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HAPPY HOLIDAYS TO ALL AND BEST WISHES FOR THE NEW YEAR
THE ROTHSCHILD PRAYERBOOK
The centerpiece of Christie’s Renaissance sale during Old Masters Week in January 2014 will be “The Rothschild Prayerbook,” a magnificent masterpiece of Renaissance art with an illustrious provenance. Returning to the global stage after setting the world auction record for illuminated manuscripts nearly 15 years ago at Christie’s London, the prayerbook contains lavish and extensive illustrations by the most renowned illuminators of their day, including miniatures of unsurpassed beauty and refined execution. Perhaps the finest illuminated manuscript in private hands, it is expected to inspire fierce competition, with an estimate of $12,000,000-$18,000,000. It has been on a world exhibition tour to Moscow, Hong Kong and London and will be offered for sale at Christie’s Rockefeller Center saleroom on January 29, 2014.
As described by Wikipedia:
It contains the work of several leading miniaturists of the final flowering of the Ghent–Bruges school of Flemish illumination, who also co-operated on the Grimani Breviary, the Spinola Hours (Malibu) and other major manuscripts of these years. Most of the sixty-seven large miniatures are by the “Master of the First Prayerbook of Maximilian”, an older artist, and Gerard Horenbout or the Master of James IV of Scotland (these being two names probably for the same artist).Other miniatures are by Gerard David, better known as a panel painter, or a pupil working in his style, with two miniatures by Simon Bening, and other work by further masters.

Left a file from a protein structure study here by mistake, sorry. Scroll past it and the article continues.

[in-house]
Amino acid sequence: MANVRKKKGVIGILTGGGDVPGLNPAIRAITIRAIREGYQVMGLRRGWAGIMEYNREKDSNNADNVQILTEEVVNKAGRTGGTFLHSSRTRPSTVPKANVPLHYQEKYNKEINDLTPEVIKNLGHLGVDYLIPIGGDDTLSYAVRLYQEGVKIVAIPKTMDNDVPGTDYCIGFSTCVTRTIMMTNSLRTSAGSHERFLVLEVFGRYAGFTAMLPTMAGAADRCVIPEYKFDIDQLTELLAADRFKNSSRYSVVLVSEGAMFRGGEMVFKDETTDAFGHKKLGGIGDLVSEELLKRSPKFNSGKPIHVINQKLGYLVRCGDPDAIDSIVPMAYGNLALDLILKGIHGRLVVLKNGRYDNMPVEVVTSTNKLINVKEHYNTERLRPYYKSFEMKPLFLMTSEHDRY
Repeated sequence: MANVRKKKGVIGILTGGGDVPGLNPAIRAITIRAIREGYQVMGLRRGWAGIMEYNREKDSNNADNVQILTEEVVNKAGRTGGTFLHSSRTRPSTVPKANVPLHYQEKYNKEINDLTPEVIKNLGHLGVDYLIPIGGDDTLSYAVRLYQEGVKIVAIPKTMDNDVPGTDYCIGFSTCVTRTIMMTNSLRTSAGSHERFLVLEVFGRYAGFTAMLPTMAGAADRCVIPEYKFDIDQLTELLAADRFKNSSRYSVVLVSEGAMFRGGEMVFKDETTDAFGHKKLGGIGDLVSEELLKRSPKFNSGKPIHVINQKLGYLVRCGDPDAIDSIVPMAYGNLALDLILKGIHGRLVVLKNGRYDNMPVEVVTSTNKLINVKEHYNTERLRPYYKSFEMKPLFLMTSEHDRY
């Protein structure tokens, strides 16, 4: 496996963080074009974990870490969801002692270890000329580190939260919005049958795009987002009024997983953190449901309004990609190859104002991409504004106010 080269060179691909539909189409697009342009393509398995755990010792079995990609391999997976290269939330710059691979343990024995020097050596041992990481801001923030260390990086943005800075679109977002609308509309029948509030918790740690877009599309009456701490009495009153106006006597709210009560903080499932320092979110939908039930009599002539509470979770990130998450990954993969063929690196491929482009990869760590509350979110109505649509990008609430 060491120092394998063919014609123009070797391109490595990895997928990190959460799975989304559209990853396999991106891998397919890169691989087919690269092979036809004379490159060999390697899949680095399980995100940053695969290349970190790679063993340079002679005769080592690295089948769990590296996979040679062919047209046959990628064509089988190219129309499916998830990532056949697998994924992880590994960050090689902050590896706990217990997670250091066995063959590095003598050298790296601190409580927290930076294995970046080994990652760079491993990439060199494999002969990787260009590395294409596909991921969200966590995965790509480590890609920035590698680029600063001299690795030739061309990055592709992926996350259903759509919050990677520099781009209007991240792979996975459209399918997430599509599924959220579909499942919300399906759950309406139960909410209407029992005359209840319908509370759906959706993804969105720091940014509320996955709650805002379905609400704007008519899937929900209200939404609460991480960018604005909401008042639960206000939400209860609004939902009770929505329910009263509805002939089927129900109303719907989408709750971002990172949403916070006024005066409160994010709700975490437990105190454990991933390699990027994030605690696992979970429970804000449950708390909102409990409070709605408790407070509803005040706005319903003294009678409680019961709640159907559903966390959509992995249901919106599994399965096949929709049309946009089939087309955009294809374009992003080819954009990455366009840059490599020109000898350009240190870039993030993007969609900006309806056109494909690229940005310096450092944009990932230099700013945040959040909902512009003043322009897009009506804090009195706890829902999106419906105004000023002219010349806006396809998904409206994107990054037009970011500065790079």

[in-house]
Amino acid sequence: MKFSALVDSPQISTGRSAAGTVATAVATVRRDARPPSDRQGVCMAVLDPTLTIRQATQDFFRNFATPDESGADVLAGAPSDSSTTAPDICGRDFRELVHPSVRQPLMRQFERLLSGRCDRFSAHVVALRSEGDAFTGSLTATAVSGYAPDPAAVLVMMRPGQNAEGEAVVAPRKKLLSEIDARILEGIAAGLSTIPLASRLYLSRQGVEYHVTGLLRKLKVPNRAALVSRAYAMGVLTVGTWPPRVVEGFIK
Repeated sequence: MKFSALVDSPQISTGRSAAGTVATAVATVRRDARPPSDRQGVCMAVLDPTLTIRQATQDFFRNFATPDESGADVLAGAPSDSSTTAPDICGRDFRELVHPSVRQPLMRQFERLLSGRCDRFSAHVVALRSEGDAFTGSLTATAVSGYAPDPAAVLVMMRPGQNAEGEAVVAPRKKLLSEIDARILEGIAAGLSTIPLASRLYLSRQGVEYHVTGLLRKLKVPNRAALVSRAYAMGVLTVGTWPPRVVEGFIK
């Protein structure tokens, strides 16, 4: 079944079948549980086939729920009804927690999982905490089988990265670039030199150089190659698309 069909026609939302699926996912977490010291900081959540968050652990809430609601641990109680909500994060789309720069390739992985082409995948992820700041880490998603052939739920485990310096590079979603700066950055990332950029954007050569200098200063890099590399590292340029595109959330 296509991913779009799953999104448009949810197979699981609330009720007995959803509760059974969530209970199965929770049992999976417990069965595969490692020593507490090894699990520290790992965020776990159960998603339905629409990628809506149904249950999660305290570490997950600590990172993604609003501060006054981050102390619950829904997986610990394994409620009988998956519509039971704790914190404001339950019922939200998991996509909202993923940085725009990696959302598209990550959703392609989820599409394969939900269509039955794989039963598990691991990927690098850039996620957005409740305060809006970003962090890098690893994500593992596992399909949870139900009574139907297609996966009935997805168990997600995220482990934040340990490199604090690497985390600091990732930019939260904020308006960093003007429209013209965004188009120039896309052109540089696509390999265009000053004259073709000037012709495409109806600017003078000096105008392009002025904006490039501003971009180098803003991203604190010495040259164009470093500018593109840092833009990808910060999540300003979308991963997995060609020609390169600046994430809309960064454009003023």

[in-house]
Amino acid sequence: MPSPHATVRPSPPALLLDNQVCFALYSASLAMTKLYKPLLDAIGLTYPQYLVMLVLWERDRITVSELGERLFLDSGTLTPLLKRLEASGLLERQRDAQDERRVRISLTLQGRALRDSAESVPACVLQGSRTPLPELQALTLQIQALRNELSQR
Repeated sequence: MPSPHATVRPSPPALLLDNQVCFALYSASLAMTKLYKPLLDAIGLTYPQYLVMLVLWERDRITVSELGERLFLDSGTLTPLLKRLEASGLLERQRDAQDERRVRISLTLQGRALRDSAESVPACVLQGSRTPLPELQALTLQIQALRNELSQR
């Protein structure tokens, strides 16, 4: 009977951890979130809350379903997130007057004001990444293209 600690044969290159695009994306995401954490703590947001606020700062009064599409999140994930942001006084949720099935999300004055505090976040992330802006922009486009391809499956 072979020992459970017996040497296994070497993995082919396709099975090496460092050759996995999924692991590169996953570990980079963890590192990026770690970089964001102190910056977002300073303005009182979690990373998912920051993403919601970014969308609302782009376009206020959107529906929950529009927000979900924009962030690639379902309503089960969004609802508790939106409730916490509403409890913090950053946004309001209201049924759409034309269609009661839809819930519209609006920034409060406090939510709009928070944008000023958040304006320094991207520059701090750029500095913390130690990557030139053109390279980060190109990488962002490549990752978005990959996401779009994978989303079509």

There are wide borders, many with flowers and other objects and drolleries, and another group with trompe l’oeil imitations of bronzes. Other borders frame the miniature with illusionisticly painted wooden tracery. Some pages follow the fashion of showing one scene as a framed inset within another larger one, In total 140 pages, over half of the whole book, have significant decoration outside the text. The calendar has scenes of the Labours of the Months at the bottom of the pages. As with other very lavishly illuminated manuscripts, it was probably worked on over a long period.